Abstract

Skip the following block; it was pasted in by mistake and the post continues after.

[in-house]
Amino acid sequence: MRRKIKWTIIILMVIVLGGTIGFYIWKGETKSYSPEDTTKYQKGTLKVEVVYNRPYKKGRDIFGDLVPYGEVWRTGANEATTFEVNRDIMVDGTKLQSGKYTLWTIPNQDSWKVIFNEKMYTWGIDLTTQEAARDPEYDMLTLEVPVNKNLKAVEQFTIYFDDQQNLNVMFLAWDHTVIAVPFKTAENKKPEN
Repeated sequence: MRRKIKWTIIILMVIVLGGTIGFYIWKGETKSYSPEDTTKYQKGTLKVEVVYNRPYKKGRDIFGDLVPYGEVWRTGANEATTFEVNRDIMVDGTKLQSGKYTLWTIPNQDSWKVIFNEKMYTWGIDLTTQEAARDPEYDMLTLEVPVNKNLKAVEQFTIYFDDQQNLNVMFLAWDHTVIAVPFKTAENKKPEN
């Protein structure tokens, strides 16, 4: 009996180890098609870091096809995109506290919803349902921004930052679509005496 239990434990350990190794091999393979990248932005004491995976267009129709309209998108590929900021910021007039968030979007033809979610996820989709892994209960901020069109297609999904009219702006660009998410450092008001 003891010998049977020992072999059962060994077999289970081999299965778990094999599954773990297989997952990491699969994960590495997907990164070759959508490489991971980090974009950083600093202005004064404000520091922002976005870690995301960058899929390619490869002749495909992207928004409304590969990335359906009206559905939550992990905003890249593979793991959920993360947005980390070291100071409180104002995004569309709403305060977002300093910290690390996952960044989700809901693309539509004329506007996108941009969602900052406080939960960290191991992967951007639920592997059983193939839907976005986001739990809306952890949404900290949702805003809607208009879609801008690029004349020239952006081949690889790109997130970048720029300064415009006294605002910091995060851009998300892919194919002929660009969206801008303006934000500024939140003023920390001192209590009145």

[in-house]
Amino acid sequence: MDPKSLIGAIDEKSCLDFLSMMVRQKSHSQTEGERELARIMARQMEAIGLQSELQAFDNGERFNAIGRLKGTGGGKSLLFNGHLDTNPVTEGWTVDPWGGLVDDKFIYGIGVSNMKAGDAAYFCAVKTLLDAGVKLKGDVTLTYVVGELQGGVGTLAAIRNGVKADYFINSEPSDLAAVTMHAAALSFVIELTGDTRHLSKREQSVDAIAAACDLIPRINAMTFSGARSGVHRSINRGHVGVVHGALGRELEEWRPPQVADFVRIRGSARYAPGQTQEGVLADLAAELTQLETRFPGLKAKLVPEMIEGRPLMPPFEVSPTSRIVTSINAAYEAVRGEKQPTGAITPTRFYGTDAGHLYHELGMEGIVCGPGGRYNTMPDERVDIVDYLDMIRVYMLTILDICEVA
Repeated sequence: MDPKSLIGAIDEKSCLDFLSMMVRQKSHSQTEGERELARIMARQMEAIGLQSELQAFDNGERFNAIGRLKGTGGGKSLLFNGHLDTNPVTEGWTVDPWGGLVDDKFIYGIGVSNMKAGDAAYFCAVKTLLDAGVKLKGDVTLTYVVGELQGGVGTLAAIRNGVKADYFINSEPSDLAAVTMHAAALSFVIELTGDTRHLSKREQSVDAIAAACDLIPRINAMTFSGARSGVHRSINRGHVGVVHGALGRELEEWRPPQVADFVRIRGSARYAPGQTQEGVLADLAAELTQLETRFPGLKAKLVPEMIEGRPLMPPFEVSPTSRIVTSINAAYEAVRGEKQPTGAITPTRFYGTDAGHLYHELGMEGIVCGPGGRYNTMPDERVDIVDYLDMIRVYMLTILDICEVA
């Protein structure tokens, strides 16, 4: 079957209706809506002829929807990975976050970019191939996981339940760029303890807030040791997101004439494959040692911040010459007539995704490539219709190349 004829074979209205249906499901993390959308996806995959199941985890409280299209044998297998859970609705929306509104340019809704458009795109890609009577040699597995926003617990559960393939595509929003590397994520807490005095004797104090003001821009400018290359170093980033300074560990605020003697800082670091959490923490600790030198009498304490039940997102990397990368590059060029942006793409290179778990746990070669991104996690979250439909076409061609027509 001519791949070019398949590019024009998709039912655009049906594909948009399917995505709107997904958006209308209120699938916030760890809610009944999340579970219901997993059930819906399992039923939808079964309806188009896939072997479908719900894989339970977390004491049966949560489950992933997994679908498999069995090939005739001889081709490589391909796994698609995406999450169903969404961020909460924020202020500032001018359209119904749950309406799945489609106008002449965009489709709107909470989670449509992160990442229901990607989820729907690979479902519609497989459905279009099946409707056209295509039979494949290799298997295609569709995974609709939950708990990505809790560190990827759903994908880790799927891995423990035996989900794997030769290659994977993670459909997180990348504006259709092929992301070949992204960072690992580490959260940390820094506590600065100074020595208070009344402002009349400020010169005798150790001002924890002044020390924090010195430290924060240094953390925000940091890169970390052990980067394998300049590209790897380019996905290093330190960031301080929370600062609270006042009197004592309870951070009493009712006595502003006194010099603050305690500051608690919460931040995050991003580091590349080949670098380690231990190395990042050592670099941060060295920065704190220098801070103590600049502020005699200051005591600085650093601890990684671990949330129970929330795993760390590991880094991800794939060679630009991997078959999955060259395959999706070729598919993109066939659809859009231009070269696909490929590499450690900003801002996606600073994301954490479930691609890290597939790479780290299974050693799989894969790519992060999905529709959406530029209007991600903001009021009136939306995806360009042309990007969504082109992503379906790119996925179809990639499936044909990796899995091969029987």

A new contouring of the Aleutian abyssal plain at 25 m intervals defines it as a complex of coalescing fans built by four major channels and their distributaries. Toward their source these channels converge to the northeast to a point in line with Shelikof Strait, Cook Inlet and the Susitna River basin, which drains the Alaska Range. The Alaska Range is a likely source of sediments for the Aleutian plain. From an analysis of the evolution of the fan, it appears the channels have operated successively from west to east, as suggested by the thinning of the pelagic layer in that direction. Viewing these facts in light of the plate tectonic hypothesis, one can imagine that as the Pacific plate was moving northwesterly toward the Aleutian Trench, an extended Susitna River was spilling its load of sediments through successive channels. The most ancient Seamap channel is now slipping into the trench, while the easternmost one, Taurus, represents the most recent road followed by sediments into the deep sea before the final interruption of the turbidite supply.

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